Story: Meat and wool

Page 6. Wool production and processing

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Wool is shorn from sheep once or twice a year. Around 220,000 tonnes – about 5.4 kilograms per sheep – is harvested annually in New Zealand.

Fine, finer, finest

The finest Merino wool is the most valuable because it can be made into lightweight, soft fabrics for fashion clothing. When wool testing began in the 1980s, the average fibre diameter of New Zealand Merino wool was 20 to 21 microns. Once farmers identified their finest sheep, they could breed from them so over time the whole flock became finer. The average diameter is now about 19 microns, and the finest is as low as 12 microns – the finest wool in the world.

Wool properties and uses

All wool is classified before it is sold. Environmental, management and genetic factors all have a marked influence on its properties, including fibre diameter, length, tensile strength, yield (the proportion of clean washed wool from the original greasy state), colour and bulk. These all affect the use to which the wool can be put. For example, very fine, white Merino wool is suitable for making soft fabrics that can be dyed a wide range of colours and worn against the skin. Strong and off-coloured wool from a Drysdale would make a fabric too coarse to wear, which could only be dyed dark colours – so it is used for carpets and not apparel.

Strong or coarse wool is suitable for blankets, upholstery fabric, curtains and carpets. Short, discoloured wool can be used for insulation, or for absorbing industrial spills. Protein extracted from wool is used in cosmetics and medicine. Wool grease (lanolin), which is recovered from the wool scouring process, is a base in many cosmetic products.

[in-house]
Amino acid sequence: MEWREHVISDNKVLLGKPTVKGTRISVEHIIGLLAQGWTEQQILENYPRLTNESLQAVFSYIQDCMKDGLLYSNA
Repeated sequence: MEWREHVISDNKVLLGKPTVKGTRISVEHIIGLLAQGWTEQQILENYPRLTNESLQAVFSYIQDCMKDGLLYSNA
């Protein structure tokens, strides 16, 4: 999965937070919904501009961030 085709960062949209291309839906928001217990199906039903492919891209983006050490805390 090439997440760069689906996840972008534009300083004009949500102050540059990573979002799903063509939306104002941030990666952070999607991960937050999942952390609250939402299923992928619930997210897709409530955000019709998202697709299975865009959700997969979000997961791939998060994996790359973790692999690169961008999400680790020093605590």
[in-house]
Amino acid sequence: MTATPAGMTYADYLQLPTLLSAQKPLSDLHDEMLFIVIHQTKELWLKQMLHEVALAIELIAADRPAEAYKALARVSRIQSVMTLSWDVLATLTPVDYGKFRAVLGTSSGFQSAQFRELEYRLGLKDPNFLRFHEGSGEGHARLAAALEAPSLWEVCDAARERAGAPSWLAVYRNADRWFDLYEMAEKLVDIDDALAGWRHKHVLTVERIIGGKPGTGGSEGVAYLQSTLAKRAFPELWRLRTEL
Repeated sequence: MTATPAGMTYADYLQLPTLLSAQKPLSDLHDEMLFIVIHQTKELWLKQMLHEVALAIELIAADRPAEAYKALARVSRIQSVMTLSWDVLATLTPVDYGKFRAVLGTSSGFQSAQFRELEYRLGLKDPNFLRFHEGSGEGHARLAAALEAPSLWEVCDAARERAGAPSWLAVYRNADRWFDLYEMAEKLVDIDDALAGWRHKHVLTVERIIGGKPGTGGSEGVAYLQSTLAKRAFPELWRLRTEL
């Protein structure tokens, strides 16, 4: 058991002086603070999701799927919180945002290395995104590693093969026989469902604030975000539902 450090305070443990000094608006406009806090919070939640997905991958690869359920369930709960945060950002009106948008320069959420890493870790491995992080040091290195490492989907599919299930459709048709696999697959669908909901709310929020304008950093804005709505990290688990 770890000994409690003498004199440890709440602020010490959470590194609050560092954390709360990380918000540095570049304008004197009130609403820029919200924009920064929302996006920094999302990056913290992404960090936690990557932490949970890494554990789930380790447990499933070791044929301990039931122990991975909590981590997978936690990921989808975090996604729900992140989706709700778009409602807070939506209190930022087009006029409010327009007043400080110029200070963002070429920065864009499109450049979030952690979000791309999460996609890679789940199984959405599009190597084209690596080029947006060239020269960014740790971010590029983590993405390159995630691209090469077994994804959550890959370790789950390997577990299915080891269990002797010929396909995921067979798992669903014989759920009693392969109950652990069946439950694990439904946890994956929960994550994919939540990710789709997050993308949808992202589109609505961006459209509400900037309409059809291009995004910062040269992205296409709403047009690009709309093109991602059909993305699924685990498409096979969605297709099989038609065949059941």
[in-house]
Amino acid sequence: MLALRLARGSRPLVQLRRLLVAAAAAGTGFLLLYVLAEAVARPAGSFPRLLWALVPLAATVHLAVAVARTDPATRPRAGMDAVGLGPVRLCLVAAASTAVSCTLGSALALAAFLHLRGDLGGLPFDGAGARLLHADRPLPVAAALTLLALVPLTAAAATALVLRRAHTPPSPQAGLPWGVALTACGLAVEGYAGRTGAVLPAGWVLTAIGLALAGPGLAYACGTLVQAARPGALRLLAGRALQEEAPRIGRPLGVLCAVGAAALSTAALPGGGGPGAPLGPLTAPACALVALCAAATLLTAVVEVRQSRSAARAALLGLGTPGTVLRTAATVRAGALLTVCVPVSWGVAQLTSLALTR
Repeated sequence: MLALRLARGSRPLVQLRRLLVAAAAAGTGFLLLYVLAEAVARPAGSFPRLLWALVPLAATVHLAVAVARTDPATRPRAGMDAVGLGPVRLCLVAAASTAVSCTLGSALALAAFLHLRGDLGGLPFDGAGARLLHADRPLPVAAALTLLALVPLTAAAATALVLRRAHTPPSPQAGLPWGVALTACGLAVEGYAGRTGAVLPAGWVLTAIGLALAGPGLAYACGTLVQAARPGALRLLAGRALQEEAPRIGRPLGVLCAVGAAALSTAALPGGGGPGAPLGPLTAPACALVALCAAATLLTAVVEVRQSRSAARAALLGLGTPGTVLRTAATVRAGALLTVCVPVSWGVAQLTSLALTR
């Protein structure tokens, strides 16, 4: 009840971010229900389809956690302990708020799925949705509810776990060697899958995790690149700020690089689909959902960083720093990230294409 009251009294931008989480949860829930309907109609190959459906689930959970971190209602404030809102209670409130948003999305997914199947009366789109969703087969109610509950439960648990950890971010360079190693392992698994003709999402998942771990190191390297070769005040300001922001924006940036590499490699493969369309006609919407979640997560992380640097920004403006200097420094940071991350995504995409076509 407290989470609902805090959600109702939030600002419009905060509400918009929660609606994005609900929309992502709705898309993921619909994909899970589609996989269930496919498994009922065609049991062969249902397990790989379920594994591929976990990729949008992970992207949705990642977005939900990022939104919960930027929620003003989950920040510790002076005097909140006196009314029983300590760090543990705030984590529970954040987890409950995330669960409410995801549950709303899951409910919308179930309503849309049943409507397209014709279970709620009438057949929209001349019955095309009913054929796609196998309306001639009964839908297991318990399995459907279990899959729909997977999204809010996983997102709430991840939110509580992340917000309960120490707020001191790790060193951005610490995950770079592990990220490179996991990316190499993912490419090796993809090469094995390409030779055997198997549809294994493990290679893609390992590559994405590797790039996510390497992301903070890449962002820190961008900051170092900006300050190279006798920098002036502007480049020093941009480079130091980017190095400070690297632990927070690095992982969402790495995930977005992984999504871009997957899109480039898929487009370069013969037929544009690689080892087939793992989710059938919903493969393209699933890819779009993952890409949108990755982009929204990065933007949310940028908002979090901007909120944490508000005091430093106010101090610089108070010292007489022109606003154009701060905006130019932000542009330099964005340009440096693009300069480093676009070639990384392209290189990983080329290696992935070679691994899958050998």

Wool is tested to ensure that residual insecticide levels from dipping or spraying the sheep are below internationally acceptable minimum levels.

Shoddy, twaddle, tops and yarns

Shoddy is woollen cloth that is torn up, shredded and made up into new fabrics. Twaddle is the measure of the strength of a solution of sulfuric acid used to remove burrs from wool. Tops are wool that has been scoured and combed. Yarns are spun from tops, and are then ready to be woven or knitted.

Wool processing

Wool is largely processed outside New Zealand. About 80% is scoured in New Zealand to remove grease, dirt and other contamination. Nearly 70% is exported raw or scoured, to be spun and woven overseas. Of the 30% processed in New Zealand, just over half is made into carpets, rugs or other finished products locally. The rest goes through various stages of wool processing, including combing, spinning and being made into yarn.

Many advances have been made in New Zealand in developing processing techniques that enhance wool as a product. These include shrink-proofing, permanent creasing, flame and insect resistance, and extraction and purification of wool grease.

How to cite this page:

Alistair Nicol and Caroline Saunders, 'Meat and wool - Wool production and processing', Te Ara - the Encyclopedia of New Zealand, http://www.TeAra.govt.nz/en/meat-and-wool/page-6 (accessed 19 March 2019)

Story by Alistair Nicol and Caroline Saunders, published 24 Nov 2008